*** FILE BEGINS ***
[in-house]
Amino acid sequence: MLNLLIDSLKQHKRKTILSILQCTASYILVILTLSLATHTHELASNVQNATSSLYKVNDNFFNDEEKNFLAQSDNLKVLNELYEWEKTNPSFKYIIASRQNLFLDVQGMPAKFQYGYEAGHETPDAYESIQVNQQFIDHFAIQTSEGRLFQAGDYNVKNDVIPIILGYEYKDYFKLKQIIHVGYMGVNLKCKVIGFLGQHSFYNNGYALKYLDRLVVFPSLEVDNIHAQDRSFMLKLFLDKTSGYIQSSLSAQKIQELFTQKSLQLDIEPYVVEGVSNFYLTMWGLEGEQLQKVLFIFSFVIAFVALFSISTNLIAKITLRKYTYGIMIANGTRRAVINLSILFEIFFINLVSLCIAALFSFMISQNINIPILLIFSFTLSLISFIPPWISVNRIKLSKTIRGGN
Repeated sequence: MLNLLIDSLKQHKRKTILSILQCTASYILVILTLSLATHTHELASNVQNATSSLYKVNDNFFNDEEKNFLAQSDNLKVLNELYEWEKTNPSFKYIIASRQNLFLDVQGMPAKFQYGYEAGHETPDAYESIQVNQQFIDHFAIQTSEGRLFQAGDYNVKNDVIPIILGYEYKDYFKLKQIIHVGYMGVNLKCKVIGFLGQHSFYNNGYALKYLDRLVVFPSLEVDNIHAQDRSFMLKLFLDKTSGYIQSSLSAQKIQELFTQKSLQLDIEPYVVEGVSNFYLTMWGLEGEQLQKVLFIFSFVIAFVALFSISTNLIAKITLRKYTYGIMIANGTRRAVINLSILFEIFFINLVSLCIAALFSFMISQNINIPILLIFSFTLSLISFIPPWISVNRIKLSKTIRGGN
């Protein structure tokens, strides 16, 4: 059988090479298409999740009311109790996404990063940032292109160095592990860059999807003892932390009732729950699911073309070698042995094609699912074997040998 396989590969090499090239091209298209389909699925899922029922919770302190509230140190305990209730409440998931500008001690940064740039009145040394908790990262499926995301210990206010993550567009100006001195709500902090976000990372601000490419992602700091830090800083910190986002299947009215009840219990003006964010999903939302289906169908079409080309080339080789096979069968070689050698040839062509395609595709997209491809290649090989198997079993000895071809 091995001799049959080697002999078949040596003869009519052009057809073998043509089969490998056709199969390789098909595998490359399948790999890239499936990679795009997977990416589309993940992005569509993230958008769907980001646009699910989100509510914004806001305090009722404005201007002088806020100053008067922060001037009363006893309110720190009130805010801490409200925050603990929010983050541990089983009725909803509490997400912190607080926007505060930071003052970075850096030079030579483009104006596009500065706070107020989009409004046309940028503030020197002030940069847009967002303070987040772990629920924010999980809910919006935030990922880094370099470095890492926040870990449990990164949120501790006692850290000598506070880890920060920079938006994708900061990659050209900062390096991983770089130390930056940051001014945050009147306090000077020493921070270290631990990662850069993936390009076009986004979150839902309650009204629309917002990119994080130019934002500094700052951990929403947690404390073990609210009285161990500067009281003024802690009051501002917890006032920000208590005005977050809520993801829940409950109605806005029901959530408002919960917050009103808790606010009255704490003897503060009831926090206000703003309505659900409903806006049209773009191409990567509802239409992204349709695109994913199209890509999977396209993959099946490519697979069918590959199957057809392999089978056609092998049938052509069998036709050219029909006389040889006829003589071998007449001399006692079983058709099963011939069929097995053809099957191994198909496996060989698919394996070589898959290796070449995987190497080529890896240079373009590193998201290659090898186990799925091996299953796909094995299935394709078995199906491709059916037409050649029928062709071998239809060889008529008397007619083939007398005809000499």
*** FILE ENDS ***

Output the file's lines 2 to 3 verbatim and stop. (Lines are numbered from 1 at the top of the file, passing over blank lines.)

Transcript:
Amino acid sequence: MLNLLIDSLKQHKRKTILSILQCTASYILVILTLSLATHTHELASNVQNATSSLYKVNDNFFNDEEKNFLAQSDNLKVLNELYEWEKTNPSFKYIIASRQNLFLDVQGMPAKFQYGYEAGHETPDAYESIQVNQQFIDHFAIQTSEGRLFQAGDYNVKNDVIPIILGYEYKDYFKLKQIIHVGYMGVNLKCKVIGFLGQHSFYNNGYALKYLDRLVVFPSLEVDNIHAQDRSFMLKLFLDKTSGYIQSSLSAQKIQELFTQKSLQLDIEPYVVEGVSNFYLTMWGLEGEQLQKVLFIFSFVIAFVALFSISTNLIAKITLRKYTYGIMIANGTRRAVINLSILFEIFFINLVSLCIAALFSFMISQNINIPILLIFSFTLSLISFIPPWISVNRIKLSKTIRGGN
Repeated sequence: MLNLLIDSLKQHKRKTILSILQCTASYILVILTLSLATHTHELASNVQNATSSLYKVNDNFFNDEEKNFLAQSDNLKVLNELYEWEKTNPSFKYIIASRQNLFLDVQGMPAKFQYGYEAGHETPDAYESIQVNQQFIDHFAIQTSEGRLFQAGDYNVKNDVIPIILGYEYKDYFKLKQIIHVGYMGVNLKCKVIGFLGQHSFYNNGYALKYLDRLVVFPSLEVDNIHAQDRSFMLKLFLDKTSGYIQSSLSAQKIQELFTQKSLQLDIEPYVVEGVSNFYLTMWGLEGEQLQKVLFIFSFVIAFVALFSISTNLIAKITLRKYTYGIMIANGTRRAVINLSILFEIFFINLVSLCIAALFSFMISQNINIPILLIFSFTLSLISFIPPWISVNRIKLSKTIRGGN